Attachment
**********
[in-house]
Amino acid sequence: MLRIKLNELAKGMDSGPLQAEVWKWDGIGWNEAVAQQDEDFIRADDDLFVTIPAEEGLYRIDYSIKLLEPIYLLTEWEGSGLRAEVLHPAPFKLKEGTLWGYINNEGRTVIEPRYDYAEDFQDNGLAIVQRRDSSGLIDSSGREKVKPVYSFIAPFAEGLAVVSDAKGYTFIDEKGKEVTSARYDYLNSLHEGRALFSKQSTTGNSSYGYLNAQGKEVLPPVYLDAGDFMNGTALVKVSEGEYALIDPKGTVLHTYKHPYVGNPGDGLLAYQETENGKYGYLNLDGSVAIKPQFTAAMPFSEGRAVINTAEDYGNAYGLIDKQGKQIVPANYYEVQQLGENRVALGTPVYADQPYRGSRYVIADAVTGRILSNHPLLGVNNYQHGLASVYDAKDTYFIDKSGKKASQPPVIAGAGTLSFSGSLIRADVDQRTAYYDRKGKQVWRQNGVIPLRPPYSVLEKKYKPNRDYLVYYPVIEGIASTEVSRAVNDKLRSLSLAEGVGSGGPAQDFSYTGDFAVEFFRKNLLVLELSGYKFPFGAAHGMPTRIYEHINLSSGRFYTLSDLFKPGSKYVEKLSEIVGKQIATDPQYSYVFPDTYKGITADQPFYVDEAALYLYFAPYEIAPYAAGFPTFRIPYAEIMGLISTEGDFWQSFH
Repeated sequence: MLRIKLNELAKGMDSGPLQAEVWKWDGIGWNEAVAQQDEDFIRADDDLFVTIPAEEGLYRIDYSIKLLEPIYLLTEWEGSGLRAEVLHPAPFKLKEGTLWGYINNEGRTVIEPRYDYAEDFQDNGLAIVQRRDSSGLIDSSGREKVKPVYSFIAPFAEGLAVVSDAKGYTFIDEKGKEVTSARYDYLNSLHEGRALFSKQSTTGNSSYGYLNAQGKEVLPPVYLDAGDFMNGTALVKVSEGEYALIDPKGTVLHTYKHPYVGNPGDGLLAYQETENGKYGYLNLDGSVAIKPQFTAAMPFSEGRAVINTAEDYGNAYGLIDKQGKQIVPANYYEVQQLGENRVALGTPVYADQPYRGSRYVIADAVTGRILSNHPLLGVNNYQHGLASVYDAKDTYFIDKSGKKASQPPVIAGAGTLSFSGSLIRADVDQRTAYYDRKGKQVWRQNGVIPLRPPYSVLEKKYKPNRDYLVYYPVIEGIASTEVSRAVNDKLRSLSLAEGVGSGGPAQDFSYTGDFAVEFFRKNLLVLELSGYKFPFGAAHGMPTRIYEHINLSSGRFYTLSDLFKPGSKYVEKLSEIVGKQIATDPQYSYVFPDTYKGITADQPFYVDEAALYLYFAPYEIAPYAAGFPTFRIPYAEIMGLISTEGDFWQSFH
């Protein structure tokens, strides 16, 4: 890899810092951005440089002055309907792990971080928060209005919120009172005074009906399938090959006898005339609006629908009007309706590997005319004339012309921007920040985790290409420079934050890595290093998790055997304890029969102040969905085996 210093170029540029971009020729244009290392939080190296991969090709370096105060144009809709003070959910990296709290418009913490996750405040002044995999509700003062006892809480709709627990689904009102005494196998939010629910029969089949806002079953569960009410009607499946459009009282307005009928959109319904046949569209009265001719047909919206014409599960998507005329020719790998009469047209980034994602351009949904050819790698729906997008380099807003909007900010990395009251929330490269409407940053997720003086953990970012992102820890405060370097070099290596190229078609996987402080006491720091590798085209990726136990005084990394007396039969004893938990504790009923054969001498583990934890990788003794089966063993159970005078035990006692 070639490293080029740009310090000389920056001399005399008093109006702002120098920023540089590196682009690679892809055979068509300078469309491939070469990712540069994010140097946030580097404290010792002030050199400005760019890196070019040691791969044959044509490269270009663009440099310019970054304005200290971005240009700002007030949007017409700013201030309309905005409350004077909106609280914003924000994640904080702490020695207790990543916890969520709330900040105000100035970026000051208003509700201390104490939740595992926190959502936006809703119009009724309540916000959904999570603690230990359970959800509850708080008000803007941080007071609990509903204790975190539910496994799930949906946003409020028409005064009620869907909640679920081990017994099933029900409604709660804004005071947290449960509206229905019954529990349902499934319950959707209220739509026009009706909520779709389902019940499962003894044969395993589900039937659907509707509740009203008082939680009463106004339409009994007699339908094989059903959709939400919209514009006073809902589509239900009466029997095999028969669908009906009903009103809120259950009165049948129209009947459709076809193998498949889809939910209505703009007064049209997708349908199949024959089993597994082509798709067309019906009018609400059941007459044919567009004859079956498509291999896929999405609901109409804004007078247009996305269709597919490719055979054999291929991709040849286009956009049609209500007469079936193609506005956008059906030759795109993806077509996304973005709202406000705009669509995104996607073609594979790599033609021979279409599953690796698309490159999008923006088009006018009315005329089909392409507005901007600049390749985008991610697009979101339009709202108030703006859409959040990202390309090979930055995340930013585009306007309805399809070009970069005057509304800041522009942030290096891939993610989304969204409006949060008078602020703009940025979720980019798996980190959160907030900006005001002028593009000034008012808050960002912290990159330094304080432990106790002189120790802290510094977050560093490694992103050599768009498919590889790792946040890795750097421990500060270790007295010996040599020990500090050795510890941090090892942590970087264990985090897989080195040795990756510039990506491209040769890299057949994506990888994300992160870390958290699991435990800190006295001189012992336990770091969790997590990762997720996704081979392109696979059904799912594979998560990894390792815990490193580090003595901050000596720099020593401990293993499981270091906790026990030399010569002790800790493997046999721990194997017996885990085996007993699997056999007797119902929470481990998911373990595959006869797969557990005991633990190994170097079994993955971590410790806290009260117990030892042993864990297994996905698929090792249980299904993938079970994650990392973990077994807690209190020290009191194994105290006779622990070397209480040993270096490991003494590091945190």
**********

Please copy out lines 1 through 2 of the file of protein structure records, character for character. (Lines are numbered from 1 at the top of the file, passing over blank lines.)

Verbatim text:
[in-house]
Amino acid sequence: MLRIKLNELAKGMDSGPLQAEVWKWDGIGWNEAVAQQDEDFIRADDDLFVTIPAEEGLYRIDYSIKLLEPIYLLTEWEGSGLRAEVLHPAPFKLKEGTLWGYINNEGRTVIEPRYDYAEDFQDNGLAIVQRRDSSGLIDSSGREKVKPVYSFIAPFAEGLAVVSDAKGYTFIDEKGKEVTSARYDYLNSLHEGRALFSKQSTTGNSSYGYLNAQGKEVLPPVYLDAGDFMNGTALVKVSEGEYALIDPKGTVLHTYKHPYVGNPGDGLLAYQETENGKYGYLNLDGSVAIKPQFTAAMPFSEGRAVINTAEDYGNAYGLIDKQGKQIVPANYYEVQQLGENRVALGTPVYADQPYRGSRYVIADAVTGRILSNHPLLGVNNYQHGLASVYDAKDTYFIDKSGKKASQPPVIAGAGTLSFSGSLIRADVDQRTAYYDRKGKQVWRQNGVIPLRPPYSVLEKKYKPNRDYLVYYPVIEGIASTEVSRAVNDKLRSLSLAEGVGSGGPAQDFSYTGDFAVEFFRKNLLVLELSGYKFPFGAAHGMPTRIYEHINLSSGRFYTLSDLFKPGSKYVEKLSEIVGKQIATDPQYSYVFPDTYKGITADQPFYVDEAALYLYFAPYEIAPYAAGFPTFRIPYAEIMGLISTEGDFWQSFH